These guidelines are an update of the evidence-based recommendations for follow-up and surveillance of patients after curative-intent therapy for lung cancer. Particular updates pertain to whether imaging studies, health-related quality-of-life (HRQOL) measures, tumor markers, and bronchoscopy improve outcomes after curative-intent therapy.
Meta-analysis of Observational Studies in Epidemiology guidelines were followed for this systematic review, including published studies on posttreatment outcomes in patients who received curative-intent therapy since the previous American College of Chest Physicians subject review. Four population, intervention, comparison, and outcome questions were formulated to guide the review. The MEDLINE and CINAHL databases were searched from June 1, 2005, to July 8, 2011, to ensure overlap with the search strategies used previously.
A total of 3,412 citations from MEDLINE and 431 from CINAHL were identified. Only 303 were relevant. Seventy-six of the 303 articles were deemed eligible on the basis of predefined inclusion criteria after full-text review, but only 34 provided data pertaining directly to the subject of the questions formulated to guide this review. In patients undergoing curative-intent surgical resection of non-small cell lung cancer, chest CT imaging performed at designated time intervals after resection is suggested for detecting recurrence. It is recommended that treating physicians who are able to incorporate the patient’s clinical findings into decision-making processes be included in follow-up and surveillance strategies. The use of validated HRQOL instruments at baseline and during follow-up is recommended. Biomarker testing during surveillance outside clinical trials is not suggested. Surveillance bronchoscopy is suggested for patients with early central airway squamous cell carcinoma treated by curative-intent photodynamic therapy and for patients with intraluminal bronchial carcinoid tumor who have undergone curative-intent bronchoscopic treatment with Nd:YAG laser or electrocautery.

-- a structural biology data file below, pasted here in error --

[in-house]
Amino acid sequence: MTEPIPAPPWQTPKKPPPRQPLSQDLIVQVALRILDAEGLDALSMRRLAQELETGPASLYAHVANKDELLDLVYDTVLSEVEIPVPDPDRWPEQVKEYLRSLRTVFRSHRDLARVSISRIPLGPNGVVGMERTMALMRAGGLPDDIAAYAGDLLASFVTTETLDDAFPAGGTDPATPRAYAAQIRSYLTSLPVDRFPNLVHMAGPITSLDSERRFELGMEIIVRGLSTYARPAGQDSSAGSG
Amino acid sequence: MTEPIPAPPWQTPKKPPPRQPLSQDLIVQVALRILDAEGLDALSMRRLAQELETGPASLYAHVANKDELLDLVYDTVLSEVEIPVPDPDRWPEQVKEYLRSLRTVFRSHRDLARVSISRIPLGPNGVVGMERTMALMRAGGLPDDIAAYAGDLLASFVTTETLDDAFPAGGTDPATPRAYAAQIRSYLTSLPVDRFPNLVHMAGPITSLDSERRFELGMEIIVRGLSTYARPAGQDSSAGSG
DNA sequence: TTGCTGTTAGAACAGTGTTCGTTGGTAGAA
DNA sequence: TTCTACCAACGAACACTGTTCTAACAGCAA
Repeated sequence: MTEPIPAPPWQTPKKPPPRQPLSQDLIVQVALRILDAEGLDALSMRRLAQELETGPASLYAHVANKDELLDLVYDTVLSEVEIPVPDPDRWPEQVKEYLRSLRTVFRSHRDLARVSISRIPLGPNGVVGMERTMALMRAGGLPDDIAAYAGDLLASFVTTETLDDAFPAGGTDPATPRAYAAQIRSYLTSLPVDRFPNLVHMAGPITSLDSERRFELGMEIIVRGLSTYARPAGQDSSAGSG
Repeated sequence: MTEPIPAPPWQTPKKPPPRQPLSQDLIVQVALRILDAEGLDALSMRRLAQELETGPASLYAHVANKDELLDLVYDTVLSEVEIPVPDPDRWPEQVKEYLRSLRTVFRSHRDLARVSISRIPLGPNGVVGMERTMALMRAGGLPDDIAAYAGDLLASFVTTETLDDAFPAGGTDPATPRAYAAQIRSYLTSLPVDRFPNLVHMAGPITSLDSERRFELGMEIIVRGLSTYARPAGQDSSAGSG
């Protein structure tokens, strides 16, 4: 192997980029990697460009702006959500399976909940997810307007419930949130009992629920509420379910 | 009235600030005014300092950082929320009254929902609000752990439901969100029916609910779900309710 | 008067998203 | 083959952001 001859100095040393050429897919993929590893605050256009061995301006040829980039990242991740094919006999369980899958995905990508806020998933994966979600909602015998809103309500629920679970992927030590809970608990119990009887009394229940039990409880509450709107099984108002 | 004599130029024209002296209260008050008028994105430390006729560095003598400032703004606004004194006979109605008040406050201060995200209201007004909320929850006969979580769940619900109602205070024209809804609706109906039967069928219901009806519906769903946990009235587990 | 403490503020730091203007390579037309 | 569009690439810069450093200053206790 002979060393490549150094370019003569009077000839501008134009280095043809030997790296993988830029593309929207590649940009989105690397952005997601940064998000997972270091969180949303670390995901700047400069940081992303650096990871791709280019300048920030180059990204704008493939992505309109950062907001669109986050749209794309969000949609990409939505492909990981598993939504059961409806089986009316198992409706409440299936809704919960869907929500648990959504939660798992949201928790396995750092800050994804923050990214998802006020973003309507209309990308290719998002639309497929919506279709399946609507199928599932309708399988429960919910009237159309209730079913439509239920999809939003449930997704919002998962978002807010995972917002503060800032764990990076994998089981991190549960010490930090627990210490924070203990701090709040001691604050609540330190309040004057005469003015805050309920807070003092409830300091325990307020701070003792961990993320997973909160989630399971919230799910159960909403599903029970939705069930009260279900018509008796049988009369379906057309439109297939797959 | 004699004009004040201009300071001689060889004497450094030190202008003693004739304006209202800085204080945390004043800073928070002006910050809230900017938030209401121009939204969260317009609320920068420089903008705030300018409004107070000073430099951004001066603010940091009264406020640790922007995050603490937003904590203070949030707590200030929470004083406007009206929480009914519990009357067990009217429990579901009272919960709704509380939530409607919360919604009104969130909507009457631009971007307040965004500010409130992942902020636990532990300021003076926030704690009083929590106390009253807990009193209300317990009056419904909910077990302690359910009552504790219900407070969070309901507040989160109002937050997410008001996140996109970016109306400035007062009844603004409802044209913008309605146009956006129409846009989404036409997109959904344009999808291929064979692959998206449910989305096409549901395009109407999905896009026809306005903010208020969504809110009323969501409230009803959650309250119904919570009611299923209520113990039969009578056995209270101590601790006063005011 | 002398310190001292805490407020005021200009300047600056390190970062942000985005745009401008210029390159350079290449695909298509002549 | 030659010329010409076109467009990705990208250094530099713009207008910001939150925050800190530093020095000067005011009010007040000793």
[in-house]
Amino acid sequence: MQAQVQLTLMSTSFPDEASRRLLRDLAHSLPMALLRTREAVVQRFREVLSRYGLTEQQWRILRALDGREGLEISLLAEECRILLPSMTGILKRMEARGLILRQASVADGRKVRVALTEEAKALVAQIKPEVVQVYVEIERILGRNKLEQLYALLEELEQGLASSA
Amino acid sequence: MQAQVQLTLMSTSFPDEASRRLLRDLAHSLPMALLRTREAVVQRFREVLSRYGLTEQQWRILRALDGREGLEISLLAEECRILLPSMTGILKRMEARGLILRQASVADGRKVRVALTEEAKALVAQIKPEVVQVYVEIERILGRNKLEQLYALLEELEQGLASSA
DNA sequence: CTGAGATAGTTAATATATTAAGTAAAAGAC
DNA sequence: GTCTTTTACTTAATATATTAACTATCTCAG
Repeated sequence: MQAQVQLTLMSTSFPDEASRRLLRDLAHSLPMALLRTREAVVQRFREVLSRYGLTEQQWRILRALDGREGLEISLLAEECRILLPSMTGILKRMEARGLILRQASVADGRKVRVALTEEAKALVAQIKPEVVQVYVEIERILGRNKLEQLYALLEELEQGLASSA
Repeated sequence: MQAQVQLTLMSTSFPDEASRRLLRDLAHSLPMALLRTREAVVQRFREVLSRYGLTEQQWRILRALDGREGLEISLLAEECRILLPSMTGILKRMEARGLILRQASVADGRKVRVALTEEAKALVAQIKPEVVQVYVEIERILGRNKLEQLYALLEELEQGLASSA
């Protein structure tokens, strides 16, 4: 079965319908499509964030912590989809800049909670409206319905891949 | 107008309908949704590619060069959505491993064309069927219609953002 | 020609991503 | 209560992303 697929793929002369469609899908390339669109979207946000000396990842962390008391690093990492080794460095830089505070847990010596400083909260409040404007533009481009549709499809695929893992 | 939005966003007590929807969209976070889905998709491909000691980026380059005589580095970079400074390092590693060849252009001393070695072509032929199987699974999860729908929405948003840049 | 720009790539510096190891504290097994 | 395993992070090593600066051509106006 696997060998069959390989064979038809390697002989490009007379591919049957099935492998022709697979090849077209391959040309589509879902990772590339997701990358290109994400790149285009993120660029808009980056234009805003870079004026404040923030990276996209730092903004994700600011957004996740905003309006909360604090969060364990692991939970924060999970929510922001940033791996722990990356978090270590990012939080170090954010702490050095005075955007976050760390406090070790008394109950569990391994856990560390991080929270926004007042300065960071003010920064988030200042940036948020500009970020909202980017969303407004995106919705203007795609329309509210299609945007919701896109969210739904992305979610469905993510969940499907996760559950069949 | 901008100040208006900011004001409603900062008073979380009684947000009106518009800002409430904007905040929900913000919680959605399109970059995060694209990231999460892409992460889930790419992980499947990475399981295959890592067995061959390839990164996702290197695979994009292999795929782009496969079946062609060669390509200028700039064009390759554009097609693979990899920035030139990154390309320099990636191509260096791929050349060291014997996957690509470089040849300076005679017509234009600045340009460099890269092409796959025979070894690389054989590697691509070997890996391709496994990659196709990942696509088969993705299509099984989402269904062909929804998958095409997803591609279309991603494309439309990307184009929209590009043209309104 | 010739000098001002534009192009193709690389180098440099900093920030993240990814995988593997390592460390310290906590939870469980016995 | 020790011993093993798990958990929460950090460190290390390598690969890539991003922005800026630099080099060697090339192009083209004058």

There is a paucity of well-designed prospective studies specifically targeting follow-up and surveillance modalities aimed at improving survival or QOL after curative-intent therapy. Additional research is warranted to clarify which curative-intent treatment modalities affect HRQOL the most and to identify patients who are at the most risk for recurrence or impaired QOL after treatment. Further evidence is needed to determine how the frequency and duration of surveillance programs that include imaging studies, QOL measurements, tumor markers, or bronchoscopy affect patient morbidity, survival, HRQOL, and health-care costs.